Writing in Filipino

For these past few months, I’ve taken a break from writing in English and started writing only in Filipino. Here are my reasons.

1. I don’t want to end up like the Philippine National Hero, Dr. Jose Rizal.

He became very fluent in Spanish and in other foreign languages but when he tried to write his third novel in Tagalog, he disappointingly realized he can’t. It’s ironic this is the same person who said “A person who does not know how to love his or her own language is similar to a smelly fish”.

By the way, that last quotation sounds so much better in Filipino: “Ang taong hindi marunong magmahal sa sariling wika ay mas masahol pa sa mabahong isda.”

2. I want to contribute to Filipino Literature.

Lots of Filipino writers already write in English while very few write in Filipino, at least before the advent of blogs. It’s a good thing that more and more Filipino forumers and bloggers are writing in Filipino and I definitely would like to be one of them.

3. I want to write from the heart.

My heart speaks in Filipino and if I write in Filipino, no message is lost in translation. I don’t need to worry about wrong spelling and wrong grammar. I don’t need to look for English equivalents of words I already know in Filipino. It may already be cliche but when I write in Filipino, I can concentrate on the message instead of the medium.

4. I want to be a Filipino writing for the Filipinos.

With the current decline of the Filipino’s English Proficiency, I see more and more Filipinos reading and writing in Filipino instead of English. Filipino is a language that evolves with us and is very much capable of expressing the Filipino soul, more than any other language.

At first it was difficult writing in Filipino considering since gradeschool, I’ve been trained to write in English. After a few articles though, I became more and more comfortable until it came to a point where I feel more comfortable writing in Filipino than in English. I can’t believe it myself.

As is always the case, it just needs getting used to.

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7 Comments Add yours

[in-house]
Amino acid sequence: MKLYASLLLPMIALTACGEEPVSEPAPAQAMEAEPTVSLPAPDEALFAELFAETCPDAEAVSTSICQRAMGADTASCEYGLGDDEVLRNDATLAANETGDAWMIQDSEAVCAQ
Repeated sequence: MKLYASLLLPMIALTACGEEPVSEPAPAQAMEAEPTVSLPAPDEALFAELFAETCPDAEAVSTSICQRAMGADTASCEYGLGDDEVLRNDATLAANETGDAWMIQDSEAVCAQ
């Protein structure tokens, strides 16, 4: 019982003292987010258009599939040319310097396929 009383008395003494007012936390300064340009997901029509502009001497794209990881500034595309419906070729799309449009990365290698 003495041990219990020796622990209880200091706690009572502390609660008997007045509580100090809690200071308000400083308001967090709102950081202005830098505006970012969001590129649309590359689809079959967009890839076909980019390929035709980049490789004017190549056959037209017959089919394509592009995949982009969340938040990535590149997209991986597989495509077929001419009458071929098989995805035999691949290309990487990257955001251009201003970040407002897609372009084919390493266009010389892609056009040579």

1. Sunshine says:

    Hey, I admire you for this endeavor of yours. I used to write only in English too but started writing in Tagalog when I met this Filipina Writer of children’s books. You see she only writes in Tagalog and she encourged me to.Hope you don’t mind if I link your site on mine 🙂

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  2. Sunshine, that’s good to know. I am really inspired by the number of Filipino-language blogs sprouting all over the place. Hope to see more Filipino-language articles from you, too. 🙂

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  3. AL says:

    I am also looking forward to read filipino on the net. It is on time for us to be proud of our language! Great Blog!…BTW we have the same family name (my maiden name used to be Pangan)

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  4. Hello Al, if you can trace your roots to Pampanga, then most like, magkamag-anak tayo! We’re from Apalit, Pampanga although I think they were originally from San Simon, Pampanga.

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  5. rt says:

    Hey Rico The problem is that filipino is a very marginalized language… You yourself have said that it is very much a hybrid language with many english words.So while you support the language, don’t you think its better for your country for people to speak english as a developing nation? National identity versus the ability to integrate into a growing global economy. Aligning yourself with the superpowers seems to be one of the only ways to grow effectively.

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  6. Come’on rt, just admit that you just miss me and you want me to write my blog in English so you can read. Hahahaha. :-p> hybrid language with many english words.Just as Japanese has many Chinese and English words and even English has many Greek and Latin words.> National identity versus the ability> to integrate into a growing global> economy.Japan, China and Korea are very much integrated into the growing global economy even without English.> Aligning yourself with the> superpowers seems to be one of the> only ways to grow effectively.There are other ways to align with the superpowers other than forcing your people to speak their language. Trade for example.

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